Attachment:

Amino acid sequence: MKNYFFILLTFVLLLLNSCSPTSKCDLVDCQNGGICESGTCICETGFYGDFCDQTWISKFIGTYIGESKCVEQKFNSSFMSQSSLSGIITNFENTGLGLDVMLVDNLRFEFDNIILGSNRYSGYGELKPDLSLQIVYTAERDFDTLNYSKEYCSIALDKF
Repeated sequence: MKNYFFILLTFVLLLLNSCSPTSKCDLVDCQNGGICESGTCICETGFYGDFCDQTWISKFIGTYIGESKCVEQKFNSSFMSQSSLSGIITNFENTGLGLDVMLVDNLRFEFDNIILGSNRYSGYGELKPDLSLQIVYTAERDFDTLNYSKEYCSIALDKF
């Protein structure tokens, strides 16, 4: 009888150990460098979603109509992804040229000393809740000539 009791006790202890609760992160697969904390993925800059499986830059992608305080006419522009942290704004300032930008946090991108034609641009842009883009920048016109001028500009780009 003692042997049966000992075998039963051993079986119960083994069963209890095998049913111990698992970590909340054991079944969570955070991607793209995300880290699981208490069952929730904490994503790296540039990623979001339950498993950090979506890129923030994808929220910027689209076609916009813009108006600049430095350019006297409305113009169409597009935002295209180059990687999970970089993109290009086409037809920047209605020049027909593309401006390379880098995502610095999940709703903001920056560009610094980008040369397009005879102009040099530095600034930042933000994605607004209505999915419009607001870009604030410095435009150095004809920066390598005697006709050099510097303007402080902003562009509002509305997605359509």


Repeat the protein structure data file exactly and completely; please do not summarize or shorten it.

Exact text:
Amino acid sequence: MKNYFFILLTFVLLLLNSCSPTSKCDLVDCQNGGICESGTCICETGFYGDFCDQTWISKFIGTYIGESKCVEQKFNSSFMSQSSLSGIITNFENTGLGLDVMLVDNLRFEFDNIILGSNRYSGYGELKPDLSLQIVYTAERDFDTLNYSKEYCSIALDKF
Repeated sequence: MKNYFFILLTFVLLLLNSCSPTSKCDLVDCQNGGICESGTCICETGFYGDFCDQTWISKFIGTYIGESKCVEQKFNSSFMSQSSLSGIITNFENTGLGLDVMLVDNLRFEFDNIILGSNRYSGYGELKPDLSLQIVYTAERDFDTLNYSKEYCSIALDKF
């Protein structure tokens, strides 16, 4: 009888150990460098979603109509992804040229000393809740000539 009791006790202890609760992160697969904390993925800059499986830059992608305080006419522009942290704004300032930008946090991108034609641009842009883009920048016109001028500009780009 003692042997049966000992075998039963051993079986119960083994069963209890095998049913111990698992970590909340054991079944969570955070991607793209995300880290699981208490069952929730904490994503790296540039990623979001339950498993950090979506890129923030994808929220910027689209076609916009813009108006600049430095350019006297409305113009169409597009935002295209180059990687999970970089993109290009086409037809920047209605020049027909593309401006390379880098995502610095999940709703903001920056560009610094980008040369397009005879102009040099530095600034930042933000994605607004209505999915419009607001870009604030410095435009150095004809920066390598005697006709050099510097303007402080902003562009509002509305997605359509």